Three levels of change
Spillane, Reiser, and Reimer (2002) examine the difficulties reformers face in implementing policy at the local level. Their framework takes into account the complexity of the human sense-making process. They argue that, from a cognitive perspective, a key dimension of the implementation process is whether, and in what ways, implementing agents (individual educators) come to understand their practice, potentially changing their beliefs and attitudes in the process. Citing Marris (1975), they suggest that reform can involve three levels of social change. Those that require the most fundamental changes in behaviour are most difficult to implement because they also require fundamental changes in the knowledge structure of those who are to implement them.
When change has been hard, what, specifically, made it difficult for you?
When did you realise that you needed to work differently because the change was more difficult than expected?
Did you engage with the depth of change required?
Spillane et al., 2002, page 415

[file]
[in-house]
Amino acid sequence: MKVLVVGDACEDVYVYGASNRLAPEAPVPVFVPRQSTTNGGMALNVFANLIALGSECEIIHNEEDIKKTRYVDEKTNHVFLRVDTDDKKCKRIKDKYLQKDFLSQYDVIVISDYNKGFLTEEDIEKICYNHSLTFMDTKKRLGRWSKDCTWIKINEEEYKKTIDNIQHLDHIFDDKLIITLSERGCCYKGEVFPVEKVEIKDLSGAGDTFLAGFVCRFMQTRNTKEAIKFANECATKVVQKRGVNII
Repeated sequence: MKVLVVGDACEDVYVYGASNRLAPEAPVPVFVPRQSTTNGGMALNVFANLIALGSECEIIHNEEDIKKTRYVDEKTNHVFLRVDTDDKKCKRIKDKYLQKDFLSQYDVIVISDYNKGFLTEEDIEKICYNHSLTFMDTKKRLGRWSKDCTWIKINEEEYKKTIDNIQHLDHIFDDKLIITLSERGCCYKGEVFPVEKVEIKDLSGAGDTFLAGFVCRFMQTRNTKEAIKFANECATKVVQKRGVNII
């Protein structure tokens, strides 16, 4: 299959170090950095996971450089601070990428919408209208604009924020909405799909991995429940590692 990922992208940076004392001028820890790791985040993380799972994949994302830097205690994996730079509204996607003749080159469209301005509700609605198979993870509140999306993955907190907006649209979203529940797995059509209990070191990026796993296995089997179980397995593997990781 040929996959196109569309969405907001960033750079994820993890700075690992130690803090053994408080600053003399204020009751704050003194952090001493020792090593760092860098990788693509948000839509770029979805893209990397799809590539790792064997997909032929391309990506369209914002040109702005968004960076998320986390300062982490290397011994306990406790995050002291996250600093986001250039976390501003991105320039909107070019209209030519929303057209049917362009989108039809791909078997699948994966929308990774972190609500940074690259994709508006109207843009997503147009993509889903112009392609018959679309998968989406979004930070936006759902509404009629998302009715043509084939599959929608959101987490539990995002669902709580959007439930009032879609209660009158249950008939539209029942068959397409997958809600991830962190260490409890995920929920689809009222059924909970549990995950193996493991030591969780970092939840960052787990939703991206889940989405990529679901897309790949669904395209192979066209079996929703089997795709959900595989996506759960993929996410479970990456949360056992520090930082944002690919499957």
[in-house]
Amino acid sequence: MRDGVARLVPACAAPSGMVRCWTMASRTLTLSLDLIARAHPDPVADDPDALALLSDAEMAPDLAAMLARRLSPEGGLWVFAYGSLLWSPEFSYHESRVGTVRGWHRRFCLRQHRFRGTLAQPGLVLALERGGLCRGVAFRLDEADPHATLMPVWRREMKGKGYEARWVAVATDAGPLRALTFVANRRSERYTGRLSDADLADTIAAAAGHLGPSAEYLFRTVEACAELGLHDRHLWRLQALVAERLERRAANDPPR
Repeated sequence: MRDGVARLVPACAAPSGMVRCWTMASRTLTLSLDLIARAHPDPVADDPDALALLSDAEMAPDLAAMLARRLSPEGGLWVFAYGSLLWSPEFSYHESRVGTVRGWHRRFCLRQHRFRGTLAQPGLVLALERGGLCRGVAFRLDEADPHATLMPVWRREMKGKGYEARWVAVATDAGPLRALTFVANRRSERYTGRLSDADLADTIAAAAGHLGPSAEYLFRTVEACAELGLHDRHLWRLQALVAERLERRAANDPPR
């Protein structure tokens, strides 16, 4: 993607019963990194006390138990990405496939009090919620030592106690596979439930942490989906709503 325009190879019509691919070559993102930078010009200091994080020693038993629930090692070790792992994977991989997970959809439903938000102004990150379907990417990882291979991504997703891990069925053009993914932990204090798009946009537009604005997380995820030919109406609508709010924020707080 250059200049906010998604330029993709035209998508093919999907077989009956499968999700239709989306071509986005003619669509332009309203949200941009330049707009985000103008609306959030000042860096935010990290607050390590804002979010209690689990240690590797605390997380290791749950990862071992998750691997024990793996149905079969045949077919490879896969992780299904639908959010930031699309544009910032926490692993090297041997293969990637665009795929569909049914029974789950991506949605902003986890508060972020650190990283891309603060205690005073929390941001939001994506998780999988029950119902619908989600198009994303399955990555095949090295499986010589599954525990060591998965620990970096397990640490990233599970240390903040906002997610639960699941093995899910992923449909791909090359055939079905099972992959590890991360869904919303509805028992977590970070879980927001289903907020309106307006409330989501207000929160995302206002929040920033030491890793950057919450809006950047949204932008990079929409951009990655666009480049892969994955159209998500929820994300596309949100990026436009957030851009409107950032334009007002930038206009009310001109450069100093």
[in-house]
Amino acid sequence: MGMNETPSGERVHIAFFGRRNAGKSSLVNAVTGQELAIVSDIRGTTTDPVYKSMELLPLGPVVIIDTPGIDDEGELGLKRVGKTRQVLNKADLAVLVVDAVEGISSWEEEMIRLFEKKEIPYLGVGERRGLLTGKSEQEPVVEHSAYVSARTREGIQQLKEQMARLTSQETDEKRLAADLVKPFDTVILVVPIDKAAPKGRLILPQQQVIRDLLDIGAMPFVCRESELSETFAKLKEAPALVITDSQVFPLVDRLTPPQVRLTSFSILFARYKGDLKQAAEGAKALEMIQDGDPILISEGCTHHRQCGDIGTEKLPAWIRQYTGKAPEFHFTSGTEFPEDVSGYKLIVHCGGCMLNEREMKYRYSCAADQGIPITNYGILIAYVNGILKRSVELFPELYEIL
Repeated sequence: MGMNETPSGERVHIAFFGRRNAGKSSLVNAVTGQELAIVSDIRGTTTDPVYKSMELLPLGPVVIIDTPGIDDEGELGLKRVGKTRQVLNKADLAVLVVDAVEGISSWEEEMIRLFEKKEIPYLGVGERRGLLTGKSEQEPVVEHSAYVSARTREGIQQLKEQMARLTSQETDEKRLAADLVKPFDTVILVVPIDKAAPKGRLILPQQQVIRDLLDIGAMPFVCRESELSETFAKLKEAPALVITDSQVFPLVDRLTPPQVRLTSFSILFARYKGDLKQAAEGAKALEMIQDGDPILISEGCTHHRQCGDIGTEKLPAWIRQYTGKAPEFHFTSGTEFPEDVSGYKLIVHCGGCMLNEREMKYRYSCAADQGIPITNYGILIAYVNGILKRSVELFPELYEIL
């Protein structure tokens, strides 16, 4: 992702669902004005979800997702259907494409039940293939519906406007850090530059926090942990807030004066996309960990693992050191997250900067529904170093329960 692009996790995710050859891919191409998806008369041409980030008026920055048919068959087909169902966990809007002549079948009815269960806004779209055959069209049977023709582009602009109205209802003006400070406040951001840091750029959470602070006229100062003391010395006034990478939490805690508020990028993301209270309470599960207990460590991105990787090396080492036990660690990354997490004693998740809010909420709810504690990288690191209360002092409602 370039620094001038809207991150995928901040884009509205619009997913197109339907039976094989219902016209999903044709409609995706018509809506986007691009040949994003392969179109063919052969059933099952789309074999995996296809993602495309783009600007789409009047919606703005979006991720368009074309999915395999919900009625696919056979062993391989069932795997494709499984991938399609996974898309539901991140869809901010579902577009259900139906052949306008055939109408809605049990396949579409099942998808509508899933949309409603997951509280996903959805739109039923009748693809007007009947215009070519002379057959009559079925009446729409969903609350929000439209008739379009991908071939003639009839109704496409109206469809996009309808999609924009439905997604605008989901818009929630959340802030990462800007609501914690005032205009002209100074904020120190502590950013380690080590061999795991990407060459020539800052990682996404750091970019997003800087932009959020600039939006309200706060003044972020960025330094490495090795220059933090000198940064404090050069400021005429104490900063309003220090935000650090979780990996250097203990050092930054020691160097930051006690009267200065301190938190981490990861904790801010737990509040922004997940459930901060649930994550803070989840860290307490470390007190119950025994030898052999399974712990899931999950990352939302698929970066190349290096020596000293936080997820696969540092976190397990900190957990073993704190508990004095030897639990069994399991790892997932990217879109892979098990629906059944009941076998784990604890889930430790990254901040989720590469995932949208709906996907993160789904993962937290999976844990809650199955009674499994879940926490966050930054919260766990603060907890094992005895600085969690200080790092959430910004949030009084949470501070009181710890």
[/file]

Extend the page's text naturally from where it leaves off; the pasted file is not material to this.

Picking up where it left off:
In our cognitive framework, the nature of the changes sought by policy makers is also important because some changes involve more complex cognitive transformations for implementing agents than others. Focusing on the balance between continuity, growth, and loss, Marris (1975) identifies three levels of social change. The first level is incremental change, which requires little or no alteration of the extant purposes or expectations of the people undertaking the change. For example, changing the time at which a particular mathematical skill or topic is taught during the school year requires no alteration of the teachers‚Äô existing instructional purposes and expectations. The second level of change requires growth on the part of those undertaking change, but extant purposes and expectations can remain intact. Such change can be incorporated into existing schemas and frameworks rather than undermining them. The third level of change represents loss for the implementing agent, in that it necessitates the discrediting of existing schemas and frameworks. This level of social change is the most difficult to achieve (Marris, 1975). The more fundamental the changes sought by an innovation, the greater the extent to which existing schemas must be restructured to form coherent understandings of the new ideas.